While at work, we use a particular pattern in Django for getting a single object. We first filter the queryset by the id or slug and then check if the queryset exists. If so, then we return the object otherwise we return none.
According to James Bennet, Django release manager and author of django-registration, this isn’t necessary,
get()is provided specifically for this case. Use it.
Option 2 is almost precisely how the
get()method is actually implemented in Django, so there should be no “performance” difference (and the fact that you’re thinking about it indicates you’re violating one of the cardinal rules of programming, namely trying to optimize code before it’s even been written and profiled — until you have the code and can run it, you don’t know how it will perform, and trying to optimize before then is a path of pain).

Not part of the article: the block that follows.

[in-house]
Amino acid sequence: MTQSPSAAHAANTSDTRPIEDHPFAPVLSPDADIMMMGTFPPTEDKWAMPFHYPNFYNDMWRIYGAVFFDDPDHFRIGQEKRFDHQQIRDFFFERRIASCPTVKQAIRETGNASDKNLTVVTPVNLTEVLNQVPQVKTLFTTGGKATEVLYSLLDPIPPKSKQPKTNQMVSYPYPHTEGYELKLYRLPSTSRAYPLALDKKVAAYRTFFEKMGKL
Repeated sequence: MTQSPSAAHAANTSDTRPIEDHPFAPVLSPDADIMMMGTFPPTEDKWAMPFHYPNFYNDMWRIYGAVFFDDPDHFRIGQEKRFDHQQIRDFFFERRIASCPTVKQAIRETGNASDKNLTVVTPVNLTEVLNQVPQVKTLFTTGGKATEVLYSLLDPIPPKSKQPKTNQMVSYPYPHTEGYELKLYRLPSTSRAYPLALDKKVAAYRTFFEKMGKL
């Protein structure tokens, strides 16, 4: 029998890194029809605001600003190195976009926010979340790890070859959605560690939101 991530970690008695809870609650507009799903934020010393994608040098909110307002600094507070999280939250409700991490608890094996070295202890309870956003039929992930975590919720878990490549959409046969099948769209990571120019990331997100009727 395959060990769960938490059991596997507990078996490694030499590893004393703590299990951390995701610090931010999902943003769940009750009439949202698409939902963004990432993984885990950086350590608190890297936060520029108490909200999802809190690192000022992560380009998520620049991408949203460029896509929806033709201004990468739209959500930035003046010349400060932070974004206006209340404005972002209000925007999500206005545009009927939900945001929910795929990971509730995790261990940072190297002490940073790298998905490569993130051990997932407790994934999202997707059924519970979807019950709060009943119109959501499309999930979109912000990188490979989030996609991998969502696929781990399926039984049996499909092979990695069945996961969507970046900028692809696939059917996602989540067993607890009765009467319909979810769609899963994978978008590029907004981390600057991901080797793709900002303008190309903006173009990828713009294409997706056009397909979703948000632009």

I think the reason we avoid it is because the get() method requires that we use a try/except block and I rarely see exceptions being caught in our code. Not sure why that is, but Jeff Knupp suggests that writing Python with exception handling leads to cleaner code.
UPDATE: Some good books on Django design patterns and coding style: